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Basic Cooking Techniques for a Simple Pot of Beans
There isn’t one single best method of cooking beans. When you’re in a hurry, you may want to use a pressure cooker. On a leisurely, rainy Sunday, you might want to put a clay pot full of beans in the fireplace. At the most basic, you want to simmer the pot until the beans are soft. Soaking can speed up the process, and vegetables or broth will make the beans more flavorful. It’s really that simple.
Soaking the Beans
Normally on a bean-cooking day (which happens two or three times a week at Rancho Gordo), I put the beans to soak in the morning, after rinsing them in lots of cool water and checking them for small bits of debris. I cover the beans with about 1 inch of cold water.
You will hear that changing the soaking water cuts down on the flatulence factor of beans. For every person that tells you this, there is another, normally a food scientist, who will declare it to be false, or the results negligible. I’ve cooked a good number of pots, and I can tell you from my own experience it makes no difference. The only thing you can do to prevent gas is to eat beans more often, and your body will learn how to digest them. If you haven’t had beans in a while or you eat a very low-fiber diet, I don’t recommend you begin with a big bowl of beans. Start slowly, and you won’t have a problem.
Others insist that beans don’t need to be soaked at all. The entire nation of Mexico, for example. Although I prefer to eat in Mexico over almost any place else in the world, I have done side-by-side comparisons and found that beans soaked in water for 2 to 6 hours have a better texture and cook more evenly. But if you hate the idea of soaking, skip this step.
Another trick is called the quick soak method. Advocates of this technique pour hot water over the beans and let them soak for about 1 hour, then pour off the water, add new water, and start cooking. This sounds scientific, but when you think about it, soaking in hot water is virtually cooking, so why not just start cooking? Obviously I’m no fan of this method, but you are bound to meet some bean cookers who are adamant about it. It’s best just to nod in agreement and then go ahead and do what you want.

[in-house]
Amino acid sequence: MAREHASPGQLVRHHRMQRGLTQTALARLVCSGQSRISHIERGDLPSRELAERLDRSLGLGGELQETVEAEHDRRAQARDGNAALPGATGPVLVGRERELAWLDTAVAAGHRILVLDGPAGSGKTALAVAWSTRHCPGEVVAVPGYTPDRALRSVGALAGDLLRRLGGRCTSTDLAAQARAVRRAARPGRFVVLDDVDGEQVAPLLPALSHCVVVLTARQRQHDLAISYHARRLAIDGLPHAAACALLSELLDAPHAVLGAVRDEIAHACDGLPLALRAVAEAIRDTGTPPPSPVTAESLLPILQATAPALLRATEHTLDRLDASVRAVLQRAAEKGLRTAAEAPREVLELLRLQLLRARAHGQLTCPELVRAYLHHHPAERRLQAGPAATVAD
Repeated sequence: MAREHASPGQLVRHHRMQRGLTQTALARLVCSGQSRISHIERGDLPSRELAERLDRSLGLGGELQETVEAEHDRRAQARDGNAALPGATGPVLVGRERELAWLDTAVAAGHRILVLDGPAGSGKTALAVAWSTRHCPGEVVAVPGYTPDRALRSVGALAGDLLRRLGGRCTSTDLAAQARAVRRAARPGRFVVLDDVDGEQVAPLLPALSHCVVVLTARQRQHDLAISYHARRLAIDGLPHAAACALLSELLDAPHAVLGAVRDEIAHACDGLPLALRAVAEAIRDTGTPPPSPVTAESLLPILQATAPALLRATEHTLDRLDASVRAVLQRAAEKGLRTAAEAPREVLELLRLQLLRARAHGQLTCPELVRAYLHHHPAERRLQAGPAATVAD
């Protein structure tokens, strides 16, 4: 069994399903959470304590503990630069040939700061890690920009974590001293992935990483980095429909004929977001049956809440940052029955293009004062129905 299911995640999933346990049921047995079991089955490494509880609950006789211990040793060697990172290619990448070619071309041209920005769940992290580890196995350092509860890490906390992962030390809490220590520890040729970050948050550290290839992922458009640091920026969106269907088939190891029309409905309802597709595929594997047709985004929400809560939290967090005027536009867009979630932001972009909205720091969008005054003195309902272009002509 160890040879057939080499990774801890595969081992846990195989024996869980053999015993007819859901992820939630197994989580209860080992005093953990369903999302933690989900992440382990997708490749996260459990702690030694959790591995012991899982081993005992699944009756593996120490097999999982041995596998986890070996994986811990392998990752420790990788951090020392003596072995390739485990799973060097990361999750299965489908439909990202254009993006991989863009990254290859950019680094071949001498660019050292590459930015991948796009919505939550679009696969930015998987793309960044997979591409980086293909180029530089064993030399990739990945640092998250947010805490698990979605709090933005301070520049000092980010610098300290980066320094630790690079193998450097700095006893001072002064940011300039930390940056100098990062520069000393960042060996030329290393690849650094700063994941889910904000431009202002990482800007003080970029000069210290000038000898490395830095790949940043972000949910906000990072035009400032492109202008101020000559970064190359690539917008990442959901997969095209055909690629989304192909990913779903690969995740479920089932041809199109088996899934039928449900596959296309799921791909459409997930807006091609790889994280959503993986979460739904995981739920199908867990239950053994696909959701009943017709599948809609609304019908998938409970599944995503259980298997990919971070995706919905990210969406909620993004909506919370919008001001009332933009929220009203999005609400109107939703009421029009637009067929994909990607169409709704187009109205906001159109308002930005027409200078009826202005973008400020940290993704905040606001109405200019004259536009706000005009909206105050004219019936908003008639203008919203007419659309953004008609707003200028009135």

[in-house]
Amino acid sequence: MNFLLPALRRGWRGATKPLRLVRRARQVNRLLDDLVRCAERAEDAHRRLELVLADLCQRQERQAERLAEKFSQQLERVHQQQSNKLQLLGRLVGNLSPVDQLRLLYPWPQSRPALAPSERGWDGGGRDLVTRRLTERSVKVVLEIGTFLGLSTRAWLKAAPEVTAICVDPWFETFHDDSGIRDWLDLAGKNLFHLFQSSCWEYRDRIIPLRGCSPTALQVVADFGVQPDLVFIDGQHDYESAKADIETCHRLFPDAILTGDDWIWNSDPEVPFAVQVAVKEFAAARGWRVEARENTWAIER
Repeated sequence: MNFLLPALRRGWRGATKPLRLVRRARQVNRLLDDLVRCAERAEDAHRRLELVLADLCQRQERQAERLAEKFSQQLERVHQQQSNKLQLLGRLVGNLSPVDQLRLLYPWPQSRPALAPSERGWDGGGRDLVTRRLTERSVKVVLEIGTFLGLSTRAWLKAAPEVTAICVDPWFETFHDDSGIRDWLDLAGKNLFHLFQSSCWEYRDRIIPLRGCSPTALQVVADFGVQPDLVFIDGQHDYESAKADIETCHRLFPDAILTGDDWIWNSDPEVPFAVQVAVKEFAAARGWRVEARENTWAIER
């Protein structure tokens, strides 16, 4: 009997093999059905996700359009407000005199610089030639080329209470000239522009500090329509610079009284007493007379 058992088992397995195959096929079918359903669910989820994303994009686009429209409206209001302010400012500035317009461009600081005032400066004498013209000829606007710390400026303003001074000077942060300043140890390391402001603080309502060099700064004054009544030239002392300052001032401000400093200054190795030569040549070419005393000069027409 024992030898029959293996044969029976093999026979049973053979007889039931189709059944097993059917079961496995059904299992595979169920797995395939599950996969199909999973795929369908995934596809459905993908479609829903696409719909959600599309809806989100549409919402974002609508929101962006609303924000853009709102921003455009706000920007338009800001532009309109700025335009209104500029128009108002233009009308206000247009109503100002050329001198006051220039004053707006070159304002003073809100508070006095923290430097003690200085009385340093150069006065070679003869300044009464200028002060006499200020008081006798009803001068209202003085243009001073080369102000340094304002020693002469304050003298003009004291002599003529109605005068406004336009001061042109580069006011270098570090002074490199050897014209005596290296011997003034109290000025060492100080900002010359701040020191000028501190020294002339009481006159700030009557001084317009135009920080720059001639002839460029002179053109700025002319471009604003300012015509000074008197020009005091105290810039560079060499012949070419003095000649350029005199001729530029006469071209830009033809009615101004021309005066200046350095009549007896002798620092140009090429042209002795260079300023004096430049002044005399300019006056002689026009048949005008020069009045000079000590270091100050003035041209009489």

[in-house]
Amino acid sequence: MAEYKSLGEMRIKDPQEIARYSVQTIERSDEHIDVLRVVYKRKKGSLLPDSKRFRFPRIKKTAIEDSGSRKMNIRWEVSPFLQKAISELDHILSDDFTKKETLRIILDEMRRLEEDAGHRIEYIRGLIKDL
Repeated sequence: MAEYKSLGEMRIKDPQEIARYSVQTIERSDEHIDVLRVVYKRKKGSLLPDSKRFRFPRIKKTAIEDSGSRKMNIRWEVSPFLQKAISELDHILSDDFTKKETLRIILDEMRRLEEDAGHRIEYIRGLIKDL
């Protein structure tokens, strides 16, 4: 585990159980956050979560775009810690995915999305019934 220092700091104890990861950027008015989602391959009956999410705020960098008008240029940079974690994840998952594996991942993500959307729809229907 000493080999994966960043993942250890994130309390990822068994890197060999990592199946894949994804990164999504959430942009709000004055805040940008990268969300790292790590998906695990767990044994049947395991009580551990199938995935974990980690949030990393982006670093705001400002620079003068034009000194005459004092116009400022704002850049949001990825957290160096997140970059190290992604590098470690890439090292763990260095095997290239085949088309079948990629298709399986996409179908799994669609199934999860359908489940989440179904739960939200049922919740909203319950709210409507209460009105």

Flavoring the Beans
Heirloom varieties don’t need a lot of fussing if they are used fresh, which I’d define as within two years of harvesting. You can cook them with a ham bone or chicken broth, or, as I prefer, simply with a few savory vegetables like onions and garlic. Another option is a classic mirepoix, a mix of finely diced onion, celery, and carrot, sautéed in some kind of fat, often olive oil. A crushed clove of garlic doesn’t hurt. If cooking Mexican or Southwestern, I sauté onion and garlic in mild bacon drippings or even freshly rendered lard. I think flavoring with a mirepoix is the best way to cook a good bean. I love fussing in the kitchen, but this is all you need.
Keep in mind that salt, acids, and sugars can negatively affect the beans as they cook. So don’t add these flavorings until after the beans are soft. This includes molasses in baked beans.
If you’re stuck with old, standard supermarket beans, cooking them with a ham hock and chicken broth might be a good idea, but heirloom varieties taste as good as they look and don’t need a lot of help. To save cleanup time later, I sauté the vegetables in the same pot I use to cook the beans. Once the vegetables are soft, it’s time to move on to the next step.
Cooking the Beans
Pour the beans and their soaking water into a large pot. The beans will have expanded, so make sure they are still covered by about an inch of liquid. If you haven’t cooked the mirepoix in the pot, add it now and give a good stir. Raise the heat to medium-high and bring to a hard boil.
Keep the beans at a boil for about 5 minutes and then reduce the heat to a gentle simmer. I like to see how low the heat can go and still produce the occasional simmering bubble. If too much heat is escaping, cover the pot. If the simmer turns into a boil, remove the lid or set it ajar. Allow the beans to cook. This can take 1 hour up or even 3 to 4 hours, depending on the age of your beans. When the beans are almost ready, the aroma will be heady. They will smell not so much like the vegetables you’ve cooked with them but like the beans themselves. At this point, add salt. Go easy as it takes awhile for the beans to absorb the salt. For my taste, I find a scant 2 teaspoons salt per pot, made with 1 pound dried beans, is ideal, but this is very subjective. If you want to add tomatoes or another acidic ingredient like lime or vinegar, wait until the beans are cooked through.
If the liquid in the pot starts to get low, you can add more water. Mexican cooks will tell you that cold water hardens the skins and that you must add hot water to keep the beans soft. I keep a pitcher of room-temperature water nearby, and so far the beans I’ve cooked have never suffered from tough skins.
You’re done! Once you’ve mastered this method, try some different techniques. Your bean-cooking friends will swear by this or that method. You should listen to their advice, keeping in mind there are few absolutes when cooking beans and it takes very hard work to mess up a pot of beans.
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